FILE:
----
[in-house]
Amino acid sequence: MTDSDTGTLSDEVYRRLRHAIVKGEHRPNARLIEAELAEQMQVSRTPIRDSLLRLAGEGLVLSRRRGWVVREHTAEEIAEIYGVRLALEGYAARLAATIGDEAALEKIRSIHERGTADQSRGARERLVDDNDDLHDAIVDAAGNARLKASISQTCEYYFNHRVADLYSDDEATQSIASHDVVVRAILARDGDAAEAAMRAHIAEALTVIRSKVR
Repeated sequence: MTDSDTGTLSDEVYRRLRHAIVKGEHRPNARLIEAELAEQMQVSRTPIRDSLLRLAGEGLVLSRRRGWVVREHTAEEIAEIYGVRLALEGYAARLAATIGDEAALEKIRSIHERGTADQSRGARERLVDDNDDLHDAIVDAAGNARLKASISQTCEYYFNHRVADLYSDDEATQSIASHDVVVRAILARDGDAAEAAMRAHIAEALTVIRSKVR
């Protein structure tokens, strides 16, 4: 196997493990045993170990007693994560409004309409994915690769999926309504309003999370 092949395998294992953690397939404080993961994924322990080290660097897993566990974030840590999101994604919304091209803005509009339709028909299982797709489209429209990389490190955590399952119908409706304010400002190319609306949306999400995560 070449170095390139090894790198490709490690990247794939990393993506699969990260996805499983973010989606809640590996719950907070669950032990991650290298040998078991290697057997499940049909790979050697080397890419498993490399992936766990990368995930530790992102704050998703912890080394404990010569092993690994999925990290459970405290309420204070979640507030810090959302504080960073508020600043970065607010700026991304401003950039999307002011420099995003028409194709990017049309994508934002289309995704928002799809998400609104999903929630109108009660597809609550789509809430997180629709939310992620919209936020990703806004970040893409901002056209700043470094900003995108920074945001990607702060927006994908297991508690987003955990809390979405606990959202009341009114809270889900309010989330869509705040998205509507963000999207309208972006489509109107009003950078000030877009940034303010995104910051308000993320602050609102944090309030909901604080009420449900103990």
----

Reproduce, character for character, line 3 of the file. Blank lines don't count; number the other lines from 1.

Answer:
Repeated sequence: MTDSDTGTLSDEVYRRLRHAIVKGEHRPNARLIEAELAEQMQVSRTPIRDSLLRLAGEGLVLSRRRGWVVREHTAEEIAEIYGVRLALEGYAARLAATIGDEAALEKIRSIHERGTADQSRGARERLVDDNDDLHDAIVDAAGNARLKASISQTCEYYFNHRVADLYSDDEATQSIASHDVVVRAILARDGDAAEAAMRAHIAEALTVIRSKVR